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Article first published online: 3 NOV 2008
Published 2008 by the American Cancer Society
Supplement: Assessing the Burden of HPV-Associated Cancers in the United States
Volume 113, Issue Supplement 10, pages 2892–2900, 15 November 2008
How to Cite
Joseph, D. A., Miller, J. W., Wu, X., Chen, V. W., Morris, C. R., Goodman, M. T., Villalon-Gomez, J. M., Williams, M. A. and Cress, R. D. (2008), Understanding the burden of human papillomavirus-associated anal cancers in the US. Cancer, 113: 2892–2900. doi: 10.1002/cncr.23744
This article is a US Government work and, as such, is in the public domain in the United States of America.
The findings and conclusions in this report are those of the authors and do not necessarily represent the views of the Centers for Disease Control and Prevention.
- Issue published online: 3 NOV 2008
- Article first published online: 3 NOV 2008
- Manuscript Accepted: 2 JUN 2008
- Manuscript Revised: 29 MAY 2008
- Manuscript Received: 14 APR 2008
- Cooperative Agreement. Grant Number: U50 DP424071-04
- Centers for Disease Control and Prevention
- anal cancer;
- human papillomavirus;
- incidence rates;
- squamous cell carcinoma;
Anal cancer is an uncommon malignancy in the US; up to 93% of anal cancers are associated with human papillomavirus.
Cases diagnosed between 1998 and 2003 from 39 population-based cancer registries were analyzed. The following anal cancer histologies were included in the analysis: squamous cell, adenocarcinoma, and small cell/neuroendocrine carcinomas. Incidence rates were age-adjusted to the 2000 US standard population.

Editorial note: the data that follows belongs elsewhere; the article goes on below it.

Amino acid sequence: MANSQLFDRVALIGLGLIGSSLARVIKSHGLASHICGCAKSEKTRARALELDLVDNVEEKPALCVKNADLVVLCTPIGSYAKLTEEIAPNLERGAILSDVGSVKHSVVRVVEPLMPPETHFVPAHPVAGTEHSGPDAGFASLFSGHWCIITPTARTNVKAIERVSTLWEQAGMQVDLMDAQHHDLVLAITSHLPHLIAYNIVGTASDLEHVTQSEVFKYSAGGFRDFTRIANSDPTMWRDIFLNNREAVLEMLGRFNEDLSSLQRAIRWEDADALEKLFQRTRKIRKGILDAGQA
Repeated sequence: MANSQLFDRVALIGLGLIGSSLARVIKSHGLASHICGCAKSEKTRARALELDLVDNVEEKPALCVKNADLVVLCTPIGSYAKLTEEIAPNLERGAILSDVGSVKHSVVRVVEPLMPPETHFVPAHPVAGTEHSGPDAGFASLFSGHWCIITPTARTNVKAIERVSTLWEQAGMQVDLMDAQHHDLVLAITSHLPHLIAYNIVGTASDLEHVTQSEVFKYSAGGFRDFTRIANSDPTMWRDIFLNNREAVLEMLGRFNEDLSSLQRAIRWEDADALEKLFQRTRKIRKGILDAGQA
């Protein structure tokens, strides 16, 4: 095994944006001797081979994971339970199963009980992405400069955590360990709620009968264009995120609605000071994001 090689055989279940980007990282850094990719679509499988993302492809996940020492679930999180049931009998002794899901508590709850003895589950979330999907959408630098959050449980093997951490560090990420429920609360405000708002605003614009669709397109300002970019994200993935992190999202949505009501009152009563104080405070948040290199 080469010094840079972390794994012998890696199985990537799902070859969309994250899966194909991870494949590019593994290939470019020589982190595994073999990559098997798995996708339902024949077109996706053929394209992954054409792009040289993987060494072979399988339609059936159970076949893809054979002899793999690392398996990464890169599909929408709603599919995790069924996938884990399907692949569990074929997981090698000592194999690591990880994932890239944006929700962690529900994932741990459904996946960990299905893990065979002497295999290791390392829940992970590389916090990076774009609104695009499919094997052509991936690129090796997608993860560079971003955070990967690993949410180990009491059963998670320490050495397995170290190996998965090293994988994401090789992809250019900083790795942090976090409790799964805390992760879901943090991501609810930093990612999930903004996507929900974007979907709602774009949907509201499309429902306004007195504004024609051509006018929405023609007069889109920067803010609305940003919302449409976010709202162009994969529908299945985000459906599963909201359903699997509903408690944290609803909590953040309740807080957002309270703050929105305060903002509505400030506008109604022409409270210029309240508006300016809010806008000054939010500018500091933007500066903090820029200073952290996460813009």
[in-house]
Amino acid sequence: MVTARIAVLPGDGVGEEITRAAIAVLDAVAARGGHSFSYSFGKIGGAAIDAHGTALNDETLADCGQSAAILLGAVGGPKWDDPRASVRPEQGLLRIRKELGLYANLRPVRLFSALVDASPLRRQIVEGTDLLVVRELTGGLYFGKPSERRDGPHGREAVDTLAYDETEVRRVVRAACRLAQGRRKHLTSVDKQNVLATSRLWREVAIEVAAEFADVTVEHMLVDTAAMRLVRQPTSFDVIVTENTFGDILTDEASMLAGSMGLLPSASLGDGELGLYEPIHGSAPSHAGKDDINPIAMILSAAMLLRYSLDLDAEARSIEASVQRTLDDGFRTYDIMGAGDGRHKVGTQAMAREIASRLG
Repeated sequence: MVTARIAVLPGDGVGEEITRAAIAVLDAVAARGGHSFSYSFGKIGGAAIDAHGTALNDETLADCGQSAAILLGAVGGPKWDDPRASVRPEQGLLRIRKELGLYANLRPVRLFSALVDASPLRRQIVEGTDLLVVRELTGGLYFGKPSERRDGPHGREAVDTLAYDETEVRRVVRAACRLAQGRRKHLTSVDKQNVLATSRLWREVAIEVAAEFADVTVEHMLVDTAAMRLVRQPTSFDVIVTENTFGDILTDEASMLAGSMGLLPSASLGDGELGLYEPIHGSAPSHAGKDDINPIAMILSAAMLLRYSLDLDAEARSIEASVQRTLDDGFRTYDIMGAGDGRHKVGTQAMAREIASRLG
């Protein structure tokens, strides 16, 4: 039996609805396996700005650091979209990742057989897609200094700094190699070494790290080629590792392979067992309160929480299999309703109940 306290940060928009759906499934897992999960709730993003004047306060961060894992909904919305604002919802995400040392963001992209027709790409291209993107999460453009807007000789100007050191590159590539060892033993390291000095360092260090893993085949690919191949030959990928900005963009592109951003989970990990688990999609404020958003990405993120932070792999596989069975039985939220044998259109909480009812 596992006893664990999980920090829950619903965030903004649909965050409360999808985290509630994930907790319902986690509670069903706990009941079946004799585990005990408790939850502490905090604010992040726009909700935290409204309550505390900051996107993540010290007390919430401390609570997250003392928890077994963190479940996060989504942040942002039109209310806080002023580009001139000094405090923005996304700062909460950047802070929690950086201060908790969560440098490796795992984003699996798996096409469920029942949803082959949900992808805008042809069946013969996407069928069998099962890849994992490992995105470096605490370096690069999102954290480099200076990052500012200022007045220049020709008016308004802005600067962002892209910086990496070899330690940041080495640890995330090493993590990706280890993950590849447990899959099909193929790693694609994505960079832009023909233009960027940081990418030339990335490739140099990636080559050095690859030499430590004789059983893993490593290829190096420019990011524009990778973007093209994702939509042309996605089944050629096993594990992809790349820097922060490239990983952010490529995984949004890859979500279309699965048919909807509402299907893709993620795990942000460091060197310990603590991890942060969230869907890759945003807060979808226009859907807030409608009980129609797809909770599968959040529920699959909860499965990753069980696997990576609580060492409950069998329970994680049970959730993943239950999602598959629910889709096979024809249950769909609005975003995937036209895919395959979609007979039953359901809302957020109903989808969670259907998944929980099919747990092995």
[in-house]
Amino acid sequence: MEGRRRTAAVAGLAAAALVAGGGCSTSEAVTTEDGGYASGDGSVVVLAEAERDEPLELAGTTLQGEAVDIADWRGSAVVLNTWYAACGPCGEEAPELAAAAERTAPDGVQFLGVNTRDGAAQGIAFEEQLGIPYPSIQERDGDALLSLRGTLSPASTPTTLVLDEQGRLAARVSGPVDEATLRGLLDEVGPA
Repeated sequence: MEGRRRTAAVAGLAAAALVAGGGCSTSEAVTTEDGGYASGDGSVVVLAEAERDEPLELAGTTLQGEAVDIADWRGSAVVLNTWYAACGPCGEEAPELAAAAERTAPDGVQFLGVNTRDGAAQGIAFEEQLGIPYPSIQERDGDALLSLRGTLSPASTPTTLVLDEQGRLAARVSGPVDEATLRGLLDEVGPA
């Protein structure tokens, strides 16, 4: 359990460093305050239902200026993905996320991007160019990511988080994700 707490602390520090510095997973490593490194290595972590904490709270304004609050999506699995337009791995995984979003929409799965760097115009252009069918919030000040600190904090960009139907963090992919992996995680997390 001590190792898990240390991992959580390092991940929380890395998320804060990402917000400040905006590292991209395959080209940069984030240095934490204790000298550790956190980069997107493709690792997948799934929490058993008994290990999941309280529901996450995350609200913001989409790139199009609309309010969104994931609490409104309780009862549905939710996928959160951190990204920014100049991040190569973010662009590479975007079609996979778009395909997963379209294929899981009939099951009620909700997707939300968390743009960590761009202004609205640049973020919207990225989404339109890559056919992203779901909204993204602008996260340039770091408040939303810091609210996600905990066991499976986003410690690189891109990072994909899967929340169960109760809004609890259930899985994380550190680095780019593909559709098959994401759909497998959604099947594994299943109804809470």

From 1998 through 2003, the annual age-adjusted invasive anal cancer incidence rate was 1.5 per 100,000 persons. Squamous cell carcinoma (SCC) was the most common histology overall, accounting for 18,105 of 21,395 (84.6%) cases of anal cancer. Women had a higher rate of SCC (1.5 per 100,000) than men (1.0). Whites and blacks had the highest incidence rate (1.3), whereas Asians/Pacific Islanders (API) had the lowest rate (0.3). Incidence rates of anal SCC increased 2.6% per year on average. The majority of SCC cases were diagnosed at the in situ or localized stage (58.1%). API were more likely to be diagnosed with regional or distant stage disease than were other racial/ethnic groups (27.5% and 11.8%, respectively). Males had lower 5-year relative survival than females for all stages of disease.
Rates of anal SCC varied by sex, race, and ethnicity. A higher proportion of API were diagnosed at regional/distant stage. Men had lower 5-year survival rates than women. Continued surveillance and additional research are needed to assess the potential impact of the HPV vaccine on the anal cancer burden in the US. Cancer 2008;113(10 suppl):2892–900. Published 2008 by the American Cancer Society.